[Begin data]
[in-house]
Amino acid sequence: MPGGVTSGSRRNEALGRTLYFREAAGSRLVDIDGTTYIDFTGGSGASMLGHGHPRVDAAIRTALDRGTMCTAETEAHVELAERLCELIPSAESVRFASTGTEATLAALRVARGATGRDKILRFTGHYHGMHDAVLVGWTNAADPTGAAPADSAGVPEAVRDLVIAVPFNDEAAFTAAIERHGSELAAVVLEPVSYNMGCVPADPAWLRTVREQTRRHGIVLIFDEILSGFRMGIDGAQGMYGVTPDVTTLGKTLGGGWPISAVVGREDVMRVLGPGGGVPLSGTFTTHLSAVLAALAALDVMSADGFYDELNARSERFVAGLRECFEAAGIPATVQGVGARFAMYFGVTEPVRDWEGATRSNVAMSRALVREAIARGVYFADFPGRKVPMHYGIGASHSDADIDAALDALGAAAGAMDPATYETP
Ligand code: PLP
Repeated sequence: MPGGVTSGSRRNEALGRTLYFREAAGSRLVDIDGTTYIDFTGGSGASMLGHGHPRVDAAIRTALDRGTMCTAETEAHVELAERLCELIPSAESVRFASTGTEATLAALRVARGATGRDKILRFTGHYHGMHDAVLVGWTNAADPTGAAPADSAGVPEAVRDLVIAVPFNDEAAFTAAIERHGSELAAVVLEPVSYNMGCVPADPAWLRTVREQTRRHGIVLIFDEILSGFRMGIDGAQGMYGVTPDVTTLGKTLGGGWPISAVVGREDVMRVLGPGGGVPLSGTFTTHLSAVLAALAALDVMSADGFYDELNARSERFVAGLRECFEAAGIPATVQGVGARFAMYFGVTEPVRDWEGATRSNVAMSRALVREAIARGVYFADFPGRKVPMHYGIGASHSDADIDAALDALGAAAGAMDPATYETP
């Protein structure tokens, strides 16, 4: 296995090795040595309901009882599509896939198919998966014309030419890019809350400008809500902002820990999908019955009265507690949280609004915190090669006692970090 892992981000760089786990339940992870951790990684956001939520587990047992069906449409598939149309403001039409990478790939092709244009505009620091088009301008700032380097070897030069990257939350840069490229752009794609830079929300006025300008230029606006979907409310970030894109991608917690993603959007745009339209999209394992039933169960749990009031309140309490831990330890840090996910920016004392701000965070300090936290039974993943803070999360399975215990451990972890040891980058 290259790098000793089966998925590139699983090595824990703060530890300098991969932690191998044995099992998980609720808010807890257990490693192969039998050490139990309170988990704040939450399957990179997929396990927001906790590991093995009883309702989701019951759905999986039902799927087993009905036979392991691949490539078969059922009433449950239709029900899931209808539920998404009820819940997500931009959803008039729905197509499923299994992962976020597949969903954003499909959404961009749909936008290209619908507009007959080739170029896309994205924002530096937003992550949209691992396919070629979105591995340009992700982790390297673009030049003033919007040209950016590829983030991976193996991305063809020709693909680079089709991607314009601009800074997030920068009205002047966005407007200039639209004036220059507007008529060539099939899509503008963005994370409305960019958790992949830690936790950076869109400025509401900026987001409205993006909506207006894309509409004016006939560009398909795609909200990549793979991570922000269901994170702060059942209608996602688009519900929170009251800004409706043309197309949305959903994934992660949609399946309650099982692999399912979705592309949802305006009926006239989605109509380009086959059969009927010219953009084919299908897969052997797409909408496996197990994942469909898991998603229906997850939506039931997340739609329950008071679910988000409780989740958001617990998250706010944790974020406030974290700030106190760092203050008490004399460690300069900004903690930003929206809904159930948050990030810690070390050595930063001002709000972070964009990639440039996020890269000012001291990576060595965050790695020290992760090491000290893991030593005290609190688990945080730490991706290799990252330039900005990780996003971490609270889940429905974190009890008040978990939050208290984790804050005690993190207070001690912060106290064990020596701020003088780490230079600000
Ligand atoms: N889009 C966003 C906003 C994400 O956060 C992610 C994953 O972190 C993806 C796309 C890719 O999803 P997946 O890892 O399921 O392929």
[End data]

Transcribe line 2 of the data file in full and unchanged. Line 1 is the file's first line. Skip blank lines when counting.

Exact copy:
Amino acid sequence: MPGGVTSGSRRNEALGRTLYFREAAGSRLVDIDGTTYIDFTGGSGASMLGHGHPRVDAAIRTALDRGTMCTAETEAHVELAERLCELIPSAESVRFASTGTEATLAALRVARGATGRDKILRFTGHYHGMHDAVLVGWTNAADPTGAAPADSAGVPEAVRDLVIAVPFNDEAAFTAAIERHGSELAAVVLEPVSYNMGCVPADPAWLRTVREQTRRHGIVLIFDEILSGFRMGIDGAQGMYGVTPDVTTLGKTLGGGWPISAVVGREDVMRVLGPGGGVPLSGTFTTHLSAVLAALAALDVMSADGFYDELNARSERFVAGLRECFEAAGIPATVQGVGARFAMYFGVTEPVRDWEGATRSNVAMSRALVREAIARGVYFADFPGRKVPMHYGIGASHSDADIDAALDALGAAAGAMDPATYETP